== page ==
A definitive study of the origin of chess -- that is, proto-chess. Part 1 of the book surveys the history of chess as written in western literature, beginning with Cessolis in the 13th century and continuing through 1996. Practically anyone who had ever written on the subject of "History of Chess" is covered -- over 30 in total. In Chapter 1 (Western Literature to 1694), in addition to Cessolis's Libel de Moribus Hominum, Thomas Hyde's De Ludis Orientalibus (1694) is treated with depth. Chapter 2 (1765-1801) covers Robert Lambe (The History of Chess, 1765), Daines Barrington (1789), William Jones (1790), Eyles Irwin (1793), Hiram Cox (1801), and James Christie (An Inquiry into the Antient Greek Game, 1801). Chapter 3 (1847-1870) covers N. Bland (1847), Duncan Forbes (The History of Chess, 1860), H. G. Hollingworth (1866), and Karl Himly (1869, 1870, et seq). Chapter 4 (1874-1899) covers Antonio van der Linde (Geschichte und Litteratur des Schachspiels, 1874; Quellenstudien zur Gerschichte des Schachspiels, 1881), Z. Voppicelli (1888), Brunet y Bellet (El Ajedrez: Investigaciones sobre Su Origen, 1890), Herman Jacobi (1896), A.A. Macdonell (1897 and 1899), F. W. Thomas (1898), and Ernst Windisch (1989). Chapter 5 (1st half of 20th century) covers Stewart Culin (1898), John G. White (1898), Willard Fiske (1900), H.J.R. Murray (A History of Chess, 1913), and Louis Gray (1913). Chapter 6, the last chapter in Part I, covers Joseph Needham (Science and Civilisation in China, 1962), Pavle Bidev (1951 et seq) A. S. M. Dickens (1973), Harry Golombek (Chess: a History, 1976), Isaak Linder (Chess in Old Russia, 1975), Hugh Myers (1984), Panduranga Bhatta (Origin and Genesis of Chess, 1982 and 1994), G. Ferlito and A. Sanvito (1990), Jurij Averbach (1996), Egbert Meissenburg (1996), and Manfred Eder (1996).
Part II presents the author's thesis that chess was invented in China. Chapter 7 covers antecedents to Chess in the Chinese environment, beginning with a 5-page discussion on the characteristics of chess, and exploring two Chinese games which served as chess's antecedents -- Weiqi (commonly referred to as "Go" in the west, invented in China circa 23rd century BCE), and Liubo (a chance-dictated game invented in China circa 16th century BCE but disappeared in 5th century CE). Chapter 8 explores the Who? When? and Where? of chess invention, giving the inventor as a Chinese general in 203 BCE. Chapter 9 explores the Why? and How? of chess invention, tracing the design of the playing board and the type of playing pieces to I-ching (the Book of Changes), the most ancient of Chinese classics/philosophy, the contents of which were alluded to by western chess historians such as Bidev (but unable to go far due to unfamiliarity with the Chinese language). Chapter 10 further discusse! s the invention process, tracing the number of playing pieces and their placement to Sun Tse's the Art of War, another Chinese classics on warfare which our inventor, an all-winning battlefield general, mastered. Chapter 11 gives experiments the general conducted (games he played with himself) to improve its playability in terms of guidelines he set for the game, while Chapter 12, the last chapter in Part II, gives the rules of the game after it has been refined by the inventor.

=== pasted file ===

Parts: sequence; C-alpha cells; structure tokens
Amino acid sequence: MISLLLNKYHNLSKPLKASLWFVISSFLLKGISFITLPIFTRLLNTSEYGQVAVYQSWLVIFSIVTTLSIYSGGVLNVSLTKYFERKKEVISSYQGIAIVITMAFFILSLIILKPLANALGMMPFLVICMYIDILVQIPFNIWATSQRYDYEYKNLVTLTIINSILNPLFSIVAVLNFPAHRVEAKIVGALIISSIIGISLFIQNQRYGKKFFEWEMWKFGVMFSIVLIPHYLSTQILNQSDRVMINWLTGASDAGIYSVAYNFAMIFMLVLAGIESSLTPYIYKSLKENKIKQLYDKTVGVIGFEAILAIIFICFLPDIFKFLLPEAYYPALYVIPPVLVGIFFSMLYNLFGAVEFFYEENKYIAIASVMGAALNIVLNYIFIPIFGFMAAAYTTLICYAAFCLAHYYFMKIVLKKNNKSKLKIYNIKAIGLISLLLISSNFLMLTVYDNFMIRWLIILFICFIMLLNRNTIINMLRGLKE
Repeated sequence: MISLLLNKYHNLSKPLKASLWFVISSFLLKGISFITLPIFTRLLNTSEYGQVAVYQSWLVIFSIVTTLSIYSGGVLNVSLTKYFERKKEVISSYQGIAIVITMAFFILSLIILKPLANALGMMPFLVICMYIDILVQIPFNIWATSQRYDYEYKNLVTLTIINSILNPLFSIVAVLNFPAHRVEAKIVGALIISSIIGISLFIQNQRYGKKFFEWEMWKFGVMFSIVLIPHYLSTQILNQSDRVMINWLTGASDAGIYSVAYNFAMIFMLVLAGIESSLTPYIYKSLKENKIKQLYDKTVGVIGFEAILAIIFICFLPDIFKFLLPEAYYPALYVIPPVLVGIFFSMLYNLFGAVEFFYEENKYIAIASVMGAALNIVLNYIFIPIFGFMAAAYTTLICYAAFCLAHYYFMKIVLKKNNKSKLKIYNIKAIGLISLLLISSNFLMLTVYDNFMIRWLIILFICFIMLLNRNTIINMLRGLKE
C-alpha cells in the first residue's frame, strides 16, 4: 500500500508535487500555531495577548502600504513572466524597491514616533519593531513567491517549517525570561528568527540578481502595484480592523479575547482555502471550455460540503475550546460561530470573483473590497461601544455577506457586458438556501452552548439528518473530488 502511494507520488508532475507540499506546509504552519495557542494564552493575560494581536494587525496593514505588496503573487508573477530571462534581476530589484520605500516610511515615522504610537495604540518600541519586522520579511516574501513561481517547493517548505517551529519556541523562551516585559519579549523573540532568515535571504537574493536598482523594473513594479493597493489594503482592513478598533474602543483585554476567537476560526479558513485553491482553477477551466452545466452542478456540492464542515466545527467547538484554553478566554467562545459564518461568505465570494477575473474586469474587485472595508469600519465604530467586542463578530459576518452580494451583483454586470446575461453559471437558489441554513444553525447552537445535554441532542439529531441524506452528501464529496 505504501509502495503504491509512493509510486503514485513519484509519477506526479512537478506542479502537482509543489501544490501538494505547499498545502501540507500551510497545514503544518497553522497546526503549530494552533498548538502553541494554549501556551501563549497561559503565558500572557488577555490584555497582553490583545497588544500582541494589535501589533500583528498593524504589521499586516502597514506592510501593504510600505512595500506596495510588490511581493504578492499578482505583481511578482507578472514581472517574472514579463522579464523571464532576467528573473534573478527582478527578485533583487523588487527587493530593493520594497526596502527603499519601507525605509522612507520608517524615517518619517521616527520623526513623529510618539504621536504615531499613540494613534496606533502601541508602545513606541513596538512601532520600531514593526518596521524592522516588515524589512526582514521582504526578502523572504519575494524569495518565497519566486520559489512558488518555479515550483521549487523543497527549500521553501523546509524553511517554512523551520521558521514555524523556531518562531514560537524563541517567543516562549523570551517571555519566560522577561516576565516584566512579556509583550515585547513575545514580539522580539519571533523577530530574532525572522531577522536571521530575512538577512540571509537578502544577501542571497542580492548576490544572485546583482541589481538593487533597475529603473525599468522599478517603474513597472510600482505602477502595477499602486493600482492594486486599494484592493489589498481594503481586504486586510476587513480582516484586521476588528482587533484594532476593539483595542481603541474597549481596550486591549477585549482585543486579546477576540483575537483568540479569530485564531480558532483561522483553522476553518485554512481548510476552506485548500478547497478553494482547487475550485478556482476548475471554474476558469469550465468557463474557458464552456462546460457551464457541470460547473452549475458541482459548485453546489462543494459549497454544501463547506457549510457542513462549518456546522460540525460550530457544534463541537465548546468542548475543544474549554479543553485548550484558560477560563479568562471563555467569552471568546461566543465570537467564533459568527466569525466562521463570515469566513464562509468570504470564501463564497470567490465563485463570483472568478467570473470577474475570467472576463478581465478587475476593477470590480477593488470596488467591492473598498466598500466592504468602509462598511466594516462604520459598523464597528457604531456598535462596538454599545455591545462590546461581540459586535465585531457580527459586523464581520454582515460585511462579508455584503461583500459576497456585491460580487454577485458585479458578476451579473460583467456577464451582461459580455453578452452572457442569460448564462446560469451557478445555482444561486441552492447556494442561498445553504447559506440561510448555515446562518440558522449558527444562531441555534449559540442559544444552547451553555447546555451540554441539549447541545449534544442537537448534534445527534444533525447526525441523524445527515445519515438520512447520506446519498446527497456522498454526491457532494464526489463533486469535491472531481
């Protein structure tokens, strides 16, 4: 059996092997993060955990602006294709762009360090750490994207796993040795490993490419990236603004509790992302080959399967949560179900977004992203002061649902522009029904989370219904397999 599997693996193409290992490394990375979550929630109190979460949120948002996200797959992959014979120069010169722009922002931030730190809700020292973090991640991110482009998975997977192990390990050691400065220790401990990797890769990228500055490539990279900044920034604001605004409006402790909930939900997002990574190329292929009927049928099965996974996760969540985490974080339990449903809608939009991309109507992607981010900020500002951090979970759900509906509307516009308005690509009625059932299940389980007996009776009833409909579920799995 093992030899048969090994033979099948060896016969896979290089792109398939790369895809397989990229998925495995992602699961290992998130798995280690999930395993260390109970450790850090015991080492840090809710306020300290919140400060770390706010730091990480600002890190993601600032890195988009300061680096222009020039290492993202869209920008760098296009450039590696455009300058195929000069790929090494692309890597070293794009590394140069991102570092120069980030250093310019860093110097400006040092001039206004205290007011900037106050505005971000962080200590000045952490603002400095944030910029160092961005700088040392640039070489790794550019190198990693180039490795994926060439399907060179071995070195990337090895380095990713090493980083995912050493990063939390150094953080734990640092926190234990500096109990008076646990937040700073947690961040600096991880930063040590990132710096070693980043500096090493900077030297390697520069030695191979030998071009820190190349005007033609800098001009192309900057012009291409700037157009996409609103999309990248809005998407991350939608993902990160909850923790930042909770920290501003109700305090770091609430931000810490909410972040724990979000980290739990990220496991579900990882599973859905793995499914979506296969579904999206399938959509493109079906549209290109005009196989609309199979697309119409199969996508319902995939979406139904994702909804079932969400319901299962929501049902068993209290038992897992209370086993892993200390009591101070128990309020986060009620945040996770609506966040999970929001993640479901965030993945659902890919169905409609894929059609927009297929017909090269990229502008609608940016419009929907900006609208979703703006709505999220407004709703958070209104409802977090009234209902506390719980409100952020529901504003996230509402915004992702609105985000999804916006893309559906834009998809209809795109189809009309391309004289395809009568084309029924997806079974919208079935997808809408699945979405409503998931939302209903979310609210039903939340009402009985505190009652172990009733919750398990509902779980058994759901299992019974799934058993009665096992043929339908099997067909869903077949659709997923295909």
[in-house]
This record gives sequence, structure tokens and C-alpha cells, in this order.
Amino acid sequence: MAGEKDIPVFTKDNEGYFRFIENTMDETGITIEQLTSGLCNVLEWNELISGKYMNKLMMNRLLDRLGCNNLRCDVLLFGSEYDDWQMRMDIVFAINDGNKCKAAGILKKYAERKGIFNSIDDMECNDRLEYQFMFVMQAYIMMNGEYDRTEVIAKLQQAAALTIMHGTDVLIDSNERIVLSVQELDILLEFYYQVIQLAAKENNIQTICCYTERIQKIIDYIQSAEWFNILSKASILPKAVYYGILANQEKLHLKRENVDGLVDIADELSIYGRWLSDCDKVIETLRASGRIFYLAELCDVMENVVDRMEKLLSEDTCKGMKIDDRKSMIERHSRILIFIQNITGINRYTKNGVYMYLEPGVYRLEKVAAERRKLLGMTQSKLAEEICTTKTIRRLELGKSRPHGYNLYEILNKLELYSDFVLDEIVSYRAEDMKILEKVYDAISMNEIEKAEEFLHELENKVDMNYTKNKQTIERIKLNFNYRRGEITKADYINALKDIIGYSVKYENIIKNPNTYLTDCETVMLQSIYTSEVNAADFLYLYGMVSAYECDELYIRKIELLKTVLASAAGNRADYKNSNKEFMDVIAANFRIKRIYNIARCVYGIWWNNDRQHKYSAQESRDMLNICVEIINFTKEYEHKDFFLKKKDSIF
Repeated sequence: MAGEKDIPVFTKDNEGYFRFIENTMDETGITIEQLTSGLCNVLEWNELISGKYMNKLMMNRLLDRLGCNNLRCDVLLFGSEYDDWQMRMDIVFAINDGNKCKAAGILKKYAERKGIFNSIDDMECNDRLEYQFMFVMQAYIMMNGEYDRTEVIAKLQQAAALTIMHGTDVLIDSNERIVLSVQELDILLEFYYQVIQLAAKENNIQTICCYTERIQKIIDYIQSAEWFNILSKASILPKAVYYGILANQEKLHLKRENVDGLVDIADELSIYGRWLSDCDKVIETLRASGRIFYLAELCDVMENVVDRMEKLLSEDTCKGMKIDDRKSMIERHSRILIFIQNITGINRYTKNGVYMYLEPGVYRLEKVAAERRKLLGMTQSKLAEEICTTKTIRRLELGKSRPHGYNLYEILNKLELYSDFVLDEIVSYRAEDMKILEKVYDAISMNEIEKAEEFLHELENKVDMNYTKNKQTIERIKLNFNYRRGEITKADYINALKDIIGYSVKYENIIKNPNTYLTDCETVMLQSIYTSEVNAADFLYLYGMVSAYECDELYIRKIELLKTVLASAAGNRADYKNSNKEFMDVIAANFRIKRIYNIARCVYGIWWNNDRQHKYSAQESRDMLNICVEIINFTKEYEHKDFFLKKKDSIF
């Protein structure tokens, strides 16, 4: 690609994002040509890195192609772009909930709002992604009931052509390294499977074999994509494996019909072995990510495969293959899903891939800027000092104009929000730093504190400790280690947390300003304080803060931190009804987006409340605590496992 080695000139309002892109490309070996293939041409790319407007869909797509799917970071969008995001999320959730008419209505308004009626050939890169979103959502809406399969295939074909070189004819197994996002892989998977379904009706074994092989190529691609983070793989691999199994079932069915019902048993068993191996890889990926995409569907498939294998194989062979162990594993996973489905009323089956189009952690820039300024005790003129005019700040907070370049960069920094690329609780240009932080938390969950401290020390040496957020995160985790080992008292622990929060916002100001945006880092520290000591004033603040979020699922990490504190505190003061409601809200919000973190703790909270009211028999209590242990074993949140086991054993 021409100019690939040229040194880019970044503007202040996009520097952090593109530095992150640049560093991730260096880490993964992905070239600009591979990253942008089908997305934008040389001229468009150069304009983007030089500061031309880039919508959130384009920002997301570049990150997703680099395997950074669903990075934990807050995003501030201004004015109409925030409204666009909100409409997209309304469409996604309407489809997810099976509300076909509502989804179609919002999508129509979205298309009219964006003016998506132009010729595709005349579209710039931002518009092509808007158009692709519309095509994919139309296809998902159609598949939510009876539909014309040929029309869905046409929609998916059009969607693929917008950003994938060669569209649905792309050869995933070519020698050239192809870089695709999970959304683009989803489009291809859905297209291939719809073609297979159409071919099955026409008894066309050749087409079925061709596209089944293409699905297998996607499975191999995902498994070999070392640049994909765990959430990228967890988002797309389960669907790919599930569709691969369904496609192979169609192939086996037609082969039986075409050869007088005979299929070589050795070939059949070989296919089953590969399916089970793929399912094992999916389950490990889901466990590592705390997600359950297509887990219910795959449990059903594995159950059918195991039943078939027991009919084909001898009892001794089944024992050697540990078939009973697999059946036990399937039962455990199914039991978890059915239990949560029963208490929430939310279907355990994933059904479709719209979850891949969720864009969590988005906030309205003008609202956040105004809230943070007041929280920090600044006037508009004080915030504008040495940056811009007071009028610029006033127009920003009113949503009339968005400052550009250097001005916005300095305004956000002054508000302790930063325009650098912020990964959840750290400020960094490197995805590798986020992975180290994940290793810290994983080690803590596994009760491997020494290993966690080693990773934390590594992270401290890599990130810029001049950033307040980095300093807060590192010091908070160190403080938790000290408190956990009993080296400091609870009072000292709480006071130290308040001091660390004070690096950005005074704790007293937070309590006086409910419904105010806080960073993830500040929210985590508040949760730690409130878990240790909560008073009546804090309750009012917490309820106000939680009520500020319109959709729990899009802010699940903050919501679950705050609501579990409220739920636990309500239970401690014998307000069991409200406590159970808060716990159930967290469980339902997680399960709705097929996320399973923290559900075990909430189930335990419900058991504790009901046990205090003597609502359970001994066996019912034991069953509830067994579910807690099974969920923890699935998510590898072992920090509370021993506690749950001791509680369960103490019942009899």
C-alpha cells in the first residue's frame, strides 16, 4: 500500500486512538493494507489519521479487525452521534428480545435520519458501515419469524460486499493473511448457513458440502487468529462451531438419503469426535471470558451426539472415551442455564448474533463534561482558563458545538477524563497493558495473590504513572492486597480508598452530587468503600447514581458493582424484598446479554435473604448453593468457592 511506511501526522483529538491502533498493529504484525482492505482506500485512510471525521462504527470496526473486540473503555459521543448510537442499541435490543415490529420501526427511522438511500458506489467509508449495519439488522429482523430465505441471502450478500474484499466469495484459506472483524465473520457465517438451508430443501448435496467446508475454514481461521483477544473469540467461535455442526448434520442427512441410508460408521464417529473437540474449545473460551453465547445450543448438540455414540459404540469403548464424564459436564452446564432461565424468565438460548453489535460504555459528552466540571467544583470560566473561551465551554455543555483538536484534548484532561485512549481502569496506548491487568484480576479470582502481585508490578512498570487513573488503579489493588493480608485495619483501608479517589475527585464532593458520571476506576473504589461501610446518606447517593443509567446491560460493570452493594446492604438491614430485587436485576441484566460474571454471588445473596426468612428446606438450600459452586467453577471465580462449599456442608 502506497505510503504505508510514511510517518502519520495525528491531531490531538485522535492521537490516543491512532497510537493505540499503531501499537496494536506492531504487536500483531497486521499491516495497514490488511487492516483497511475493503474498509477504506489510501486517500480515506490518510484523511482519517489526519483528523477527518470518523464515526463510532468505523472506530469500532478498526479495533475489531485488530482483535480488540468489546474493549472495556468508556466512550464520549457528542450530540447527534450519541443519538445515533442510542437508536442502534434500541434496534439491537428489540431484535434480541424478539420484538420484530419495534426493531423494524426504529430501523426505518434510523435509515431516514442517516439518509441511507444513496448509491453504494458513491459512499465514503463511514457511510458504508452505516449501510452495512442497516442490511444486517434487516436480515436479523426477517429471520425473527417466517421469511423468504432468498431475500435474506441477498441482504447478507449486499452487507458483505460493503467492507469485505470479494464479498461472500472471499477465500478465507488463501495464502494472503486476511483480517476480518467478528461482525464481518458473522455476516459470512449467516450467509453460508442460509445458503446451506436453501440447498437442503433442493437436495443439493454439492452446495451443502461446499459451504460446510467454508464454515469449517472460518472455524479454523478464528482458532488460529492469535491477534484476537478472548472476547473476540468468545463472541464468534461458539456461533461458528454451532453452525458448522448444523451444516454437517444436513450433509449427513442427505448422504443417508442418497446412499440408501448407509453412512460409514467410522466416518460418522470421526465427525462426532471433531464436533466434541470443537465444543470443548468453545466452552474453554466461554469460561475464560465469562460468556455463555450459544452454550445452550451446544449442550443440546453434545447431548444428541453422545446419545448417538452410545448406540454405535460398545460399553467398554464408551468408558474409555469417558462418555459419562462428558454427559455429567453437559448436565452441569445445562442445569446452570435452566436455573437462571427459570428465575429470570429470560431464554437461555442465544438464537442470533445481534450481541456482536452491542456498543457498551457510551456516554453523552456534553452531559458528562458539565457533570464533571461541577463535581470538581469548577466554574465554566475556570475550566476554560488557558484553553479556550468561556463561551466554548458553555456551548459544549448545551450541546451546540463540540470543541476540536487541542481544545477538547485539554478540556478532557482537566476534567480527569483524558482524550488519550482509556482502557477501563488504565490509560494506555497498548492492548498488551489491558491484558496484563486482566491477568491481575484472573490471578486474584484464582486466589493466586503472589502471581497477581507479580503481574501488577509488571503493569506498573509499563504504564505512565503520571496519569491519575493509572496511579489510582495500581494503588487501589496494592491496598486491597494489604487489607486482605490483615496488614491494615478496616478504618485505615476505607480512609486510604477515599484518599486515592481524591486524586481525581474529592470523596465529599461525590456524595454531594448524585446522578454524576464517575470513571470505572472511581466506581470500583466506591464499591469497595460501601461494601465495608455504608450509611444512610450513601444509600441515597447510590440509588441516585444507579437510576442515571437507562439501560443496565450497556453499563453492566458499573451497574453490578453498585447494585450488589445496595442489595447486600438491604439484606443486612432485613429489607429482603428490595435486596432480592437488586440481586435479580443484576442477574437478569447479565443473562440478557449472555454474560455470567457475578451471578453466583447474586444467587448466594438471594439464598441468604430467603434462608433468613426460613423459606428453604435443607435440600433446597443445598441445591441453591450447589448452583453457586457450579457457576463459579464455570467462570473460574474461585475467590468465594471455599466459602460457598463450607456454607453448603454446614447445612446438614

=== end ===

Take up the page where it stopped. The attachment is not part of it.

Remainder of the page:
Part III traces the development and dissemination of the game since its invention. Chapter 13 gives its acceptance, dormancy, revival, and modifications in China in the next millennium, while Chapter 14 gives early game scores, including those in the literature, that played by a general who later became king, as well as a composition by another highly regarded general. Chapter 15 gives a comprehensive coverage of experiments, by Chinese nationals, that did not survive the test of time (size, form, number of playing pieces, 3-handed, 7-handed, etc.) Chapter 16 traces the dissemination of the game westward, first to Persia and then to India, via the famous Silk Road, beginning in the 2nd century BCE -- the chapter ends with an appendix comparing the Chinese game with the Persian games, including a medieval Shatranj composition. Chapter 17 traces the game's dissemination eastward, first to Korea (at one time a part of China) and then to Japan -- the cultural differences affec! ting the Chinese and Korean games (at one time the two were identical) are explored, and the development of Shogi from the Chinese game, along with a comparison of playing pieces are traced to ancient Japanese literature.
Chapter 18, the book's concluding chapter, further refutes two commonly held misconceptions on which the chess-was-invented-in-India thesis was based -- that China did not have elephants (there were bronz ceremonial vases with the likings of elephant in the 22nd century BCE in China), and chess was brought to China by Buddhist pilgrimmagers (journals kept by Yuan Zhuang, for his travels in India and back to China, 629-645, praised even by Indians for its value in preserving Indian history, was completely silent on this point).
The book includes an epilogue, a bibliography (showing some 130 references in western languages and some 50 references in Chinese), and an index.
A year after its publication, in 1999, the book was honored as the "1998 Book of the Year" by a chess periodical.